Taxpayer Bill of Rights: #6, The Right to Finality


Notice: Historical Content

This is an archival or historical document and may not reflect current law, policies or procedures.

FS-2016-14, March 2016 

The Taxpayer Bill of Rights (TBOR) is a cornerstone document providing the nation’s taxpayers with an understanding of their rights when working with the Internal Revenue Service. Adopted in 2014, the TBOR is a set of 10 fundamental rights for taxpayers to know and understand when dealing with the IRS.

In late 2015, Congress placed those rights in the Internal Revenue Code. The IRS Commissioner is now required to ensure IRS employees are familiar with and act in accordance with those fundamental rights. The IRS continues to highlight the rights for taxpayers and share them extensively with its employees.

A list of your rights as a taxpayer and IRS obligations to protect them can be found in IRS Publication 1, Your Rights as a Taxpayer.

It includes The Right to Finality.

Taxpayers have the right to know the maximum amount of time they have to challenge the IRS’s position as well as the maximum amount of time the IRS has to audit a particular tax year or collect a tax debt. Taxpayers have the right to know when the IRS has finished an audit.

What you can expect:

  • The IRS generally has three years from the date you file your return to assess any additional tax for that tax year. There are some limited exceptions to the three-year rule. For example, if you fail to file a return or file a false or fraudulent return, the IRS has an unlimited amount of time to assess tax for that tax year.
  • The IRS generally has 10 years from the assessment date to collect unpaid taxes from you. This 10-year period cannot be extended unless you are entering into an installment agreement or unless the IRS obtains a court judgment. However, there are a number of circumstances where the ten year collection period may be suspended, such as during the period when the IRS cannot collect, e.g., bankruptcy or a collection due process proceeding.
  • If you believe you have overpaid your taxes, you can file a refund claim PDF asking for the money back. Generally, you must file a refund claim within three years from the date you filed your original return or two years from the date you paid the tax, whichever is later.
  • If you receive a notice proposing additional tax (statutory notice of deficiency), the notice must include the deadline for filing a petition with the Tax Court to challenge the amount proposed.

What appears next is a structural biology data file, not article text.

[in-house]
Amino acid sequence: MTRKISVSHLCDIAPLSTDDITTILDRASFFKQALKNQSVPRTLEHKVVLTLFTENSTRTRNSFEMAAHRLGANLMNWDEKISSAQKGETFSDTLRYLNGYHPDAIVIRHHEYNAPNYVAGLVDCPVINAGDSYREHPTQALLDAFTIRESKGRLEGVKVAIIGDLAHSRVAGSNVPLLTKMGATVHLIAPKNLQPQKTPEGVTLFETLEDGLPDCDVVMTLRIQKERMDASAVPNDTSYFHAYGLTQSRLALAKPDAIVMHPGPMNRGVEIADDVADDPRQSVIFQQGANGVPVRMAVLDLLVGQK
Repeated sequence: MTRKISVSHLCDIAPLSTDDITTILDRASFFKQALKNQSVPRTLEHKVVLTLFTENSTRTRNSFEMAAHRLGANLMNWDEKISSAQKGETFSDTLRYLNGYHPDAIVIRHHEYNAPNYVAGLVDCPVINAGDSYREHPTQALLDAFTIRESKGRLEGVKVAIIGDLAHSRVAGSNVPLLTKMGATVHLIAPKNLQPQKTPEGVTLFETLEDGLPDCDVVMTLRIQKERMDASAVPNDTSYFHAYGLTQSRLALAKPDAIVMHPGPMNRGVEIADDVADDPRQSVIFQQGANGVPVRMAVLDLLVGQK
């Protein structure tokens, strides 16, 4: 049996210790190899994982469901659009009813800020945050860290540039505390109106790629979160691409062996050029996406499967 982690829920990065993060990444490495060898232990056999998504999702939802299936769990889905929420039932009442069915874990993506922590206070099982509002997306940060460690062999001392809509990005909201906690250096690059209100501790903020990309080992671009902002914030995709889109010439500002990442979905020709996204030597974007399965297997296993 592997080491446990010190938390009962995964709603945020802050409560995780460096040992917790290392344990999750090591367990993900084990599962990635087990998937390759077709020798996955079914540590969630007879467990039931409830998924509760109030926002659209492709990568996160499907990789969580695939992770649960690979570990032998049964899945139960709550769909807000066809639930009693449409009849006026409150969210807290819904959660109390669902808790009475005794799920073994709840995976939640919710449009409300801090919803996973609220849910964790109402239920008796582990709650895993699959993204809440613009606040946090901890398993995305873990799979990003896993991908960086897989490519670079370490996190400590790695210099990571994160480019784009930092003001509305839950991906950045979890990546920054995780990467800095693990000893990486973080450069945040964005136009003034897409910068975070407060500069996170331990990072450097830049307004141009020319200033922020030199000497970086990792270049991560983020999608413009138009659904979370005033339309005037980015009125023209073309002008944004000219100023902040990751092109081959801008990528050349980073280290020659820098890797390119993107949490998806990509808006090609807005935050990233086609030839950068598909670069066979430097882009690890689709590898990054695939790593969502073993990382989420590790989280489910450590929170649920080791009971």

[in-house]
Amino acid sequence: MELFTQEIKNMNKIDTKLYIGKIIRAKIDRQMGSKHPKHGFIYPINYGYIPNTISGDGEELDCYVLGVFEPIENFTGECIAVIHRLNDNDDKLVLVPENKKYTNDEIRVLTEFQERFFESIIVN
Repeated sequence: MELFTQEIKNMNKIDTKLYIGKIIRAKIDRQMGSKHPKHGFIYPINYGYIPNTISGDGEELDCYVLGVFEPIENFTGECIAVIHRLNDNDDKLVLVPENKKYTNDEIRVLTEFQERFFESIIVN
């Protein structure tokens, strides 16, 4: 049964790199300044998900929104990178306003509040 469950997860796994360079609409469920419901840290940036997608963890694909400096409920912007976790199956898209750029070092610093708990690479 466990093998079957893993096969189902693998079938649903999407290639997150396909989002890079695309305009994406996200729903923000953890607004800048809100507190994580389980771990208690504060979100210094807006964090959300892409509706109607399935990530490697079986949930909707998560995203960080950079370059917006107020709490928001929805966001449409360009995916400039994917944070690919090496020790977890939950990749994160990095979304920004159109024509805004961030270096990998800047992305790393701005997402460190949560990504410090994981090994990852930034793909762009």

• In order to timely challenge a statutory notice of deficiency in Tax Court, you must file your petition within 90 days of the date of the statutory notice (150 days if the taxpayer’s address on the notice is outside the United States or if the taxpayer is out of the country at the time the notice is mailed). If you do not timely file a petition, the amount proposed in the statutory notice will be assessed and you will receive a bill.
  • Generally, you will only be subject to one examination (audit) per taxable year. However, the IRS may reopen a previously examined taxable year if the IRS finds it necessary (e.g., there is evidence of fraud).

To find out more about the TBOR and what it means to you visit:

In addition to the Taxpayer Bill of Rights, the IRS is committed to ensuring that your civil rights are also protected. Taxpayers are not subjected to discrimination based on race, color, national origin, reprisal, disability, age, sex (including sexual orientation and pregnancy discrimination), religion, or parental status in programs or services conducted by the IRS or on its behalf. If a taxpayer believes he or she has been discriminated against, a written complaint PDF can be emailed to or mailed to the IRS Civil Rights Division.  

The IRS also has a robust source of tax information available to Spanish-speaking taxpayers online at In addition to English, versions of Pub. 1, Your Rights as a Taxpayer, are also posted online at in Spanish, Chinese, Korean, Russian and Vietnamese. By making this important publication available in multiple languages, the IRS hopes to increase the number of Americans who know and understand their rights under the tax law. Additionally, the IRS has programs in place to assist taxpayers with limited English proficiency and to provide reasonable accommodations for taxpayers with disabilities.

Additional IRS Resources